The Hudson Music Festival was back in a somewhat abridged ‘Echo’ edition from July 30 to August 2. Due to pandemic restrictions and major road construction along Main Road through most of Hudson, attendance was limited at the concerts and there was no street fair this year. However, there were four days of concerts.
On Friday July 30, Karen Young and Marianne Trudel performed Portraits: the music of Joni Mitchell at Alibi Barn.
Michel Pagliaro was on the stage at the Stephen F. Shaar Community Centre on Saturday night and gave a high-energy acoustic performance with precision vocals and guitar work to match. ‘Pag’ has been recording since 1965 and became a well-known artist in Québec. His breakthrough on English-language radio across Canada came during the 1970s and led to him being nominated for Male Vocalist of the year at the 1975 Juno Awards.
At the show in Hudson, Pagliaro was accompanied by guitarist Corey Diabo who kept the rhythm just right for every song. Pag went through his extensive French repertoire, including numbers with heavy country, Québecois and blues songs influences.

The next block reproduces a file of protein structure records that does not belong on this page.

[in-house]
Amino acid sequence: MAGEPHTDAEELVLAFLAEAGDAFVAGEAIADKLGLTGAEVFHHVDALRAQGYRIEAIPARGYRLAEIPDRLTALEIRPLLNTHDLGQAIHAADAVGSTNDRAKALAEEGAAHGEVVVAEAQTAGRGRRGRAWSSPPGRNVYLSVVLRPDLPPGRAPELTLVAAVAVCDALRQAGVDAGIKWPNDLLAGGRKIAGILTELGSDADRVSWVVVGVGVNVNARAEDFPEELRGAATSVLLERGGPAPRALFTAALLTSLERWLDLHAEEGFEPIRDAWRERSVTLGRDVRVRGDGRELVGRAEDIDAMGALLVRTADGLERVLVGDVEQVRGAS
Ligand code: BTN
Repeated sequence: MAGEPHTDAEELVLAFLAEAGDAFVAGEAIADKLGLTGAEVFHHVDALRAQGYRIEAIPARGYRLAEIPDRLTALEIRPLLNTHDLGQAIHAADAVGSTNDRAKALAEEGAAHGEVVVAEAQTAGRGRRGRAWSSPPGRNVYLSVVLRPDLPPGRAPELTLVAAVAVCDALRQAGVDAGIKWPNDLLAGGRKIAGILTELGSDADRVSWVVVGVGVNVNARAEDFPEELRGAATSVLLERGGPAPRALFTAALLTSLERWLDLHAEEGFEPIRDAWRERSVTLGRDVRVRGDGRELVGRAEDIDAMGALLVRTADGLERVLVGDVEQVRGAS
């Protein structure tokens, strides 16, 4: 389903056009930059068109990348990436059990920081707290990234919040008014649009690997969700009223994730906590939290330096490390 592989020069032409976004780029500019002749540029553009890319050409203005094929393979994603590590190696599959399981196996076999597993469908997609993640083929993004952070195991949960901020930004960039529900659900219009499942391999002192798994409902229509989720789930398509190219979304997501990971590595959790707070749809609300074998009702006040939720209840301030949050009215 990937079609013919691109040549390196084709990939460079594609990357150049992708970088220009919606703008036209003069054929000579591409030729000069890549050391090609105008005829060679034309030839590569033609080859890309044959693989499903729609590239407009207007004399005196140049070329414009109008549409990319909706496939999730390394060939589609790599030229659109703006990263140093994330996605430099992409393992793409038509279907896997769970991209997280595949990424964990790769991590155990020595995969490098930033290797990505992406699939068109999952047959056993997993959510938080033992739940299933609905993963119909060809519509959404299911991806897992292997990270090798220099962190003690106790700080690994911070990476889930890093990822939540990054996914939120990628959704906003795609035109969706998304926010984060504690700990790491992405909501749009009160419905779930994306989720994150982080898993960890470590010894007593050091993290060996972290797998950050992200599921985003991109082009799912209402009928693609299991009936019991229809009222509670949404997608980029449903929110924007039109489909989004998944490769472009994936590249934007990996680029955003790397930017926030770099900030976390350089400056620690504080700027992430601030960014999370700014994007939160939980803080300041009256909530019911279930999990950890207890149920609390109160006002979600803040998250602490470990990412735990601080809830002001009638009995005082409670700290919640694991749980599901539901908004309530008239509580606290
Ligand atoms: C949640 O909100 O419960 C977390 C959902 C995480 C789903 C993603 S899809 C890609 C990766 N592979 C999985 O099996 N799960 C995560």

There had to have been a lot of tired feet after the concert because the audience stomped and swayed its way through songs like Louise and Ti-Bidon. As soon as Pag mentioned the 1970s, the audience roared with satisfaction as he sang ‘Rainshowers’, ‘Some Sing-Some Dance’, ‘Lovin’ You Ain’t Easy’, and ‘What the Hell I Got’, all of which were staples of Canadian English radio during the decade.
On Sunday, Denis Ducharme, John Landon, Roger Mann, JP Levesque, and Peter Wilson presented a tribute to the songs of James Taylor at the Stephen F. Shaar Community Centre.
To wrap up the festival, Musica Quest performed pieces by Bach, Mozart, and Purich in a classical concert on Monday evening at Église St-Thomas-d’Aquin.
“The key part of the Hudson Music Festival is no genre,” said Blair Mackay, one of the festival’s organizers.
Except for the classical concert, attendance was capped at 60 for each show. At the community centre, there was a limit of four people per table and each table was within a square delineated by a line of tape on the floor around it with walkways for others to follow around the room.